A simple 2nd order ODE using Green's functions

1. The problem statement, all variables and given/known data

Solve [tex] \frac{d^2 u(x)}{dx^2}=x(1-x) [/tex] subject to the homogeneous boundary conditions u(0)=0=u(1), using Green's functions.

2. Relevant equations

Green's functions...

3. The attempt at a solution

There are three parts:

i - homogeneous eqn:

[tex] \frac{d^2 u(x)}{dx^2}=0 [/tex] which has the obvious solutions a, bx. Given the BCs these can be modified to be u(x) = x or u(x) = 1-x; the first satisfies the first BC and the second satisfies the second.

ii - construction of Green's function:

[tex] G(x,z) = \left\{ \begin{array}{rcl}
c_1(z) x, \hspace{3mm} 0 < z < x \\
c_2(z) (1-x), \hspace{3mm} x < z < 1
\end{array}\right [/tex]

iii - application of continuity requirements

We demand that:

[tex] c_1(z) z - c_2(z) (1-z) = 0 [/tex]
and
[tex] c_1(z) + c_2(z) = -1 [/tex]

which tells us after some algebra that

[tex] c_1(z) = -(1+z), c_2(z) = z[/tex]. Thus

[tex] G(x,z) = \left\{ \begin{array}{rcl}
-(1+z) x, 0 < z < x \\
z (1-x), x < z < 1
\end{array}\right [/tex].

So we should just be able to solve for u(x) problem-free:

[tex] u(x) = \int_0^1 G(x,z) z(1-z) dz = \int_0^x -(1+z) x z(1-z) dz + \int_x^1 z (1-x) z(1-z) dz = (11/12)x^4-x^2-(1/12)x-(1/4)x^5+1/12-(1/3)x^3 [/tex]

But this u(x) does not satisfy the original ODE!!!!

What am I doing wrong? I suspect that I approached part i wrong. It seemed suspicious - I thought that both my two homogeneous solns had to individually satisfy BOTH BC's, and each only satisfies one - is that where I'm going wrong? :confused:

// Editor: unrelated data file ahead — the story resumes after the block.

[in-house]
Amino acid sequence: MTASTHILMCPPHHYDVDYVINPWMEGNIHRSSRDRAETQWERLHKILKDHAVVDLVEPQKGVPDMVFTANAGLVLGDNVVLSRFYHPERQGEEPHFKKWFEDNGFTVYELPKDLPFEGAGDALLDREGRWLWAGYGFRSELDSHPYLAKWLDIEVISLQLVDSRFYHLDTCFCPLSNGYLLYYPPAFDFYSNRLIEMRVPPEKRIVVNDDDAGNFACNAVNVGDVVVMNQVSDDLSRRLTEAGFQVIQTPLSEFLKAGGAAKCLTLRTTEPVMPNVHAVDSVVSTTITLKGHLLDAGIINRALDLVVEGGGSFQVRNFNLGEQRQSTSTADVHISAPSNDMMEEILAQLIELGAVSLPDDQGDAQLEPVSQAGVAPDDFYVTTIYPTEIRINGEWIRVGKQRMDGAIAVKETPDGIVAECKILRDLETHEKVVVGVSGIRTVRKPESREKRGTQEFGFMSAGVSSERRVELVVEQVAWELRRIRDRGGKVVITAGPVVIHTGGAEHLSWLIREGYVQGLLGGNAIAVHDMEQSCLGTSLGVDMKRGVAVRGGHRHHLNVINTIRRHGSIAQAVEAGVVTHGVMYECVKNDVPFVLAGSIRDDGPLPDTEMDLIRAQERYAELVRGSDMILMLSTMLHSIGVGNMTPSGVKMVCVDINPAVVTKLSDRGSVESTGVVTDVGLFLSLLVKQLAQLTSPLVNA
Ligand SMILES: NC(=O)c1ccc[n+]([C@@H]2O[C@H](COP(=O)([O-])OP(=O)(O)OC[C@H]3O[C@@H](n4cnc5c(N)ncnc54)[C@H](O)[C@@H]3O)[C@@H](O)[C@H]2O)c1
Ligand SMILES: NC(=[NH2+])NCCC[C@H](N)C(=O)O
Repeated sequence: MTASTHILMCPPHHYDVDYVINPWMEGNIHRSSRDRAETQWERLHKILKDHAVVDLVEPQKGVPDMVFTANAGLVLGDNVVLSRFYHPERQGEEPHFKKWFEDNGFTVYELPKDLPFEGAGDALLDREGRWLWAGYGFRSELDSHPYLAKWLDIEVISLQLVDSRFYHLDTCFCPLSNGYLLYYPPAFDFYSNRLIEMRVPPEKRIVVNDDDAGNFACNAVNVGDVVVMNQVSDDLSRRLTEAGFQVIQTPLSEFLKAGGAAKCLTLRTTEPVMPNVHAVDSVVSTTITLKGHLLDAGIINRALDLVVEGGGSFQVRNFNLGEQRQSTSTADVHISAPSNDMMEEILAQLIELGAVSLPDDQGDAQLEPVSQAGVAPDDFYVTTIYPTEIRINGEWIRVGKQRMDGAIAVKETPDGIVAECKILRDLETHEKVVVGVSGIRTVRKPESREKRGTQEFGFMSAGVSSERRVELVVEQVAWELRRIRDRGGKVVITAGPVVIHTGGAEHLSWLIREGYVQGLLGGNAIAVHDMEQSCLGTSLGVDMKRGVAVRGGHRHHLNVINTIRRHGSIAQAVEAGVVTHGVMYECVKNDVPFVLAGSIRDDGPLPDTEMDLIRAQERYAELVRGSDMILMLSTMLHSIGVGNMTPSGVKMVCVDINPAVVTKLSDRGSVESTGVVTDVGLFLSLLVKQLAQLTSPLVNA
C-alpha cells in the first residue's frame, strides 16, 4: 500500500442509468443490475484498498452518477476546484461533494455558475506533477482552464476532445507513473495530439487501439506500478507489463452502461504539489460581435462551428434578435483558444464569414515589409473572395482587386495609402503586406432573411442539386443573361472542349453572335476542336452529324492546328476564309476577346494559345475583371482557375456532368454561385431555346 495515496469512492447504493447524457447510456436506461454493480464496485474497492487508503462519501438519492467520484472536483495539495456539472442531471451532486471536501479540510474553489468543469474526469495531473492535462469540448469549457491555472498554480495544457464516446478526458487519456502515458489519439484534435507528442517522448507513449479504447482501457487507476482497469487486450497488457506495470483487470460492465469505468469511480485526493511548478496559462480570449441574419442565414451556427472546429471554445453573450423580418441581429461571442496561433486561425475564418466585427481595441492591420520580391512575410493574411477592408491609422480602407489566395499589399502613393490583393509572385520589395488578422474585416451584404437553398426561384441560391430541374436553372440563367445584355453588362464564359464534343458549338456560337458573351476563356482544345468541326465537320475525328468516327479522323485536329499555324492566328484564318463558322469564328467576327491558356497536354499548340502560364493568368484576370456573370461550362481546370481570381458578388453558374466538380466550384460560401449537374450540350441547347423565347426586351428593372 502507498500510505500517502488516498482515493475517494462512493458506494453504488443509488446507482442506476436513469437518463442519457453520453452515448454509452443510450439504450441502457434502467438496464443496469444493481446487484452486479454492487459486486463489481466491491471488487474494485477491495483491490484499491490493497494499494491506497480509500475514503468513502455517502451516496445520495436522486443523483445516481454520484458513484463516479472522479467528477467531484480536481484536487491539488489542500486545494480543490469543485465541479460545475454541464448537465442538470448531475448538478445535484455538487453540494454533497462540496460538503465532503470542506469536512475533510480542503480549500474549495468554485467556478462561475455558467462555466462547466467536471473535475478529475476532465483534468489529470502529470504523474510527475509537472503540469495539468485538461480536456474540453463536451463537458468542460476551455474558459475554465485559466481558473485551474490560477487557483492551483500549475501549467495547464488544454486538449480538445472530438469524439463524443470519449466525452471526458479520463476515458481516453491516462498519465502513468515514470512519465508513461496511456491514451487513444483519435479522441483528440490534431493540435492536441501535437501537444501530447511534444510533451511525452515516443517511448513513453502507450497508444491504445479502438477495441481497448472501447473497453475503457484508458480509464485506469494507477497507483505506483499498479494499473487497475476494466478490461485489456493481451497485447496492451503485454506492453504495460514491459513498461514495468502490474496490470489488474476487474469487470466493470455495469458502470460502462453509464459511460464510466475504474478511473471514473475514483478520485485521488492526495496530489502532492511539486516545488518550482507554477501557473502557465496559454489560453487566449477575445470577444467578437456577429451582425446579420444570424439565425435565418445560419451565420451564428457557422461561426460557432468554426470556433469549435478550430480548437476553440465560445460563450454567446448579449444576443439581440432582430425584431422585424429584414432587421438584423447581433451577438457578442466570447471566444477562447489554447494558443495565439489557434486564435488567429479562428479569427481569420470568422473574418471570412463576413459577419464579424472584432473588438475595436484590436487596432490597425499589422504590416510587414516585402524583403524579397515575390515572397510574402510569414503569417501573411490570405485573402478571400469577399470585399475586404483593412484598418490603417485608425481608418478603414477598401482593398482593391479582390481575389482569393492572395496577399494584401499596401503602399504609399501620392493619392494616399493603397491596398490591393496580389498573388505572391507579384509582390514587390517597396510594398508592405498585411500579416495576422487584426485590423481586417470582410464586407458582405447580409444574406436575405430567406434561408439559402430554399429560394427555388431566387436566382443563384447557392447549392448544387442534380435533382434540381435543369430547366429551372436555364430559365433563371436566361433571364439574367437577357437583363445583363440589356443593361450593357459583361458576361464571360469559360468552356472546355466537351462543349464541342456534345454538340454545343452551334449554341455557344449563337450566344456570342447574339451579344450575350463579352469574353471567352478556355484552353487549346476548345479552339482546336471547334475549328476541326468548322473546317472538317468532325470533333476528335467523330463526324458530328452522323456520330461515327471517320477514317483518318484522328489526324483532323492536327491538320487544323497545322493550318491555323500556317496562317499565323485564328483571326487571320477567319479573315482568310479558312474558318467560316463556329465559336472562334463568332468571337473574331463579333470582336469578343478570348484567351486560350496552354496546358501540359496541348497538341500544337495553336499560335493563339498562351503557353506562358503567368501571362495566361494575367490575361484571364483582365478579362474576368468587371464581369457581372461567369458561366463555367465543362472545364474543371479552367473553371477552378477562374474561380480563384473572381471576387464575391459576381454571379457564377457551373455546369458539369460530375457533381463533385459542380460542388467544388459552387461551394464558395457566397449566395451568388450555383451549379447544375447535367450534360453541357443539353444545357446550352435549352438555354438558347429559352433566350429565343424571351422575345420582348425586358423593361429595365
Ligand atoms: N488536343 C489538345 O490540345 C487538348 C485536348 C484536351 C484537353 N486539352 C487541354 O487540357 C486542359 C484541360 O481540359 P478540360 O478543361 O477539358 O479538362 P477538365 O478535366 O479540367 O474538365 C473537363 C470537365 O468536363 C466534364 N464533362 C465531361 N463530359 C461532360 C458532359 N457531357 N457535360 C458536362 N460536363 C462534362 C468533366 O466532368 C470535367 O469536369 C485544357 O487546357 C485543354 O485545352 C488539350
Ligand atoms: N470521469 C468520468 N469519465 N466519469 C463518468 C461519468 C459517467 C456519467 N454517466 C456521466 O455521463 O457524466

HallsofIvy

Science Advisor
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1. The problem statement, all variables and given/known data

Solve [tex] \frac{d^2 u(x)}{dx^2}=x(1-x) [/tex] subject to the homogeneous boundary conditions u(0)=0=u(1), using Green's functions.

2. Relevant equations

Green's functions...

3. The attempt at a solution

There are three parts:

i - homogeneous eqn:

[tex] \frac{d^2 u(x)}{dx^2}=0 [/tex] which has the obvious solutions a, bx. Given the BCs these can be modified to be u(x) = x or u(x) = 1-x; the first satisfies the first BC and the second satisfies the second.

ii - construction of Green's function:

[tex] G(x,z) = \left\{ \begin{array}{rcl}
c_1(z) x, \hspace{3mm} 0 < z < x \\
c_2(z) (1-x), \hspace{3mm} x < z < 1
\end{array}\right [/tex]
You have these reversed. Since the first satisfies G(0,z)= 0, you must have 0< x< z. Since the second satisfies G(1,z)= 0, it must be for z< x< 1.

iii - application of continuity requirements

We demand that:

[tex] c_1(z) z - c_2(z) (1-z) = 0 [/tex]
and
[tex] c_1(z) + c_2(z) = -1 [/tex]

which tells us after some algebra that

[tex] c_1(z) = -(1+z), c_2(z) = z[/tex]. Thus

[tex] G(x,z) = \left\{ \begin{array}{rcl}
-(1+z) x, 0 < z < x \\
z (1-x), x < z < 1
\end{array}\right [/tex].

So we should just be able to solve for u(x) problem-free:

[tex] u(x) = \int_0^1 G(x,z) z(1-z) dz = \int_0^x -(1+z) x z(1-z) dz + \int_x^1 z (1-x) z(1-z) dz = (11/12)x^4-x^2-(1/12)x-(1/4)x^5+1/12-(1/3)x^3 [/tex]

But this u(x) does not satisfy the original ODE!!!!

What am I doing wrong? I suspect that I approached part i wrong. It seemed suspicious - I thought that both my two homogeneous solns had to individually satisfy BOTH BC's, and each only satisfies one - is that where I'm going wrong? :confused:
 

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